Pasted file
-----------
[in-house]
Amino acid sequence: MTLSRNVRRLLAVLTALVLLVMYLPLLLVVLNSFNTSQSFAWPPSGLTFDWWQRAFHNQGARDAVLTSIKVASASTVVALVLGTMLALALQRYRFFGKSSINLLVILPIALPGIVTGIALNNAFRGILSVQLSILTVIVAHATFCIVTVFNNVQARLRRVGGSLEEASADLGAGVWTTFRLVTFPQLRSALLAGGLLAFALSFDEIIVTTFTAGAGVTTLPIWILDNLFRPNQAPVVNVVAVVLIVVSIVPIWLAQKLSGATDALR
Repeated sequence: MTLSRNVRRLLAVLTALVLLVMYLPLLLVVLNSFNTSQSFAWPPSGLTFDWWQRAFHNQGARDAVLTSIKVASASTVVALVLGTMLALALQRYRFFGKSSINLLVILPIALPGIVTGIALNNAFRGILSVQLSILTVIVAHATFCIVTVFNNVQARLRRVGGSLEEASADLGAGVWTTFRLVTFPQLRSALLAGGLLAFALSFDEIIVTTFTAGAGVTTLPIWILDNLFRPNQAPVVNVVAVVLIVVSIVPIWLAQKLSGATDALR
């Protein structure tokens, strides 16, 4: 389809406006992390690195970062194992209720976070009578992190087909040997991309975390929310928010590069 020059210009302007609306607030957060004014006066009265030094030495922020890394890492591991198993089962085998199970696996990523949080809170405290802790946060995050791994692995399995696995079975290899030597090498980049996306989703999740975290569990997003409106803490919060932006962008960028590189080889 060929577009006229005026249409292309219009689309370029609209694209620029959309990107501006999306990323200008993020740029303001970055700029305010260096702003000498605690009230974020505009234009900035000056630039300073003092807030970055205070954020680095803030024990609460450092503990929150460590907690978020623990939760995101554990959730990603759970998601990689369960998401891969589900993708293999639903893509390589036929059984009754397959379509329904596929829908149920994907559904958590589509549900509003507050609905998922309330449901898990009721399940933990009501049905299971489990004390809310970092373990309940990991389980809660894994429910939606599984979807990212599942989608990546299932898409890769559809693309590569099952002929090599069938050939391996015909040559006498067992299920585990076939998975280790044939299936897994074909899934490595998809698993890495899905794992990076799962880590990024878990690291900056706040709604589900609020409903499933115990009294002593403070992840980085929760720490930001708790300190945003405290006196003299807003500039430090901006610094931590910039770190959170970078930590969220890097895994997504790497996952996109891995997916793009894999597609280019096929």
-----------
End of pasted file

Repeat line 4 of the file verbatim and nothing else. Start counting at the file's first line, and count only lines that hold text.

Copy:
């Protein structure tokens, strides 16, 4: 389809406006992390690195970062194992209720976070009578992190087909040997991309975390929310928010590069 020059210009302007609306607030957060004014006066009265030094030495922020890394890492591991198993089962085998199970696996990523949080809170405290802790946060995050791994692995399995696995079975290899030597090498980049996306989703999740975290569990997003409106803490919060932006962008960028590189080889 060929577009006229005026249409292309219009689309370029609209694209620029959309990107501006999306990323200008993020740029303001970055700029305010260096702003000498605690009230974020505009234009900035000056630039300073003092807030970055205070954020680095803030024990609460450092503990929150460590907690978020623990939760995101554990959730990603759970998601990689369960998401891969589900993708293999639903893509390589036929059984009754397959379509329904596929829908149920994907559904958590589509549900509003507050609905998922309330449901898990009721399940933990009501049905299971489990004390809310970092373990309940990991389980809660894994429910939606599984979807990212599942989608990546299932898409890769559809693309590569099952002929090599069938050939391996015909040559006498067992299920585990076939998975280790044939299936897994074909899934490595998809698993890495899905794992990076799962880590990024878990690291900056706040709604589900609020409903499933115990009294002593403070992840980085929760720490930001708790300190945003405290006196003299807003500039430090901006610094931590910039770190959170970078930590969220890097895994997504790497996952996109891995997916793009894999597609280019096929």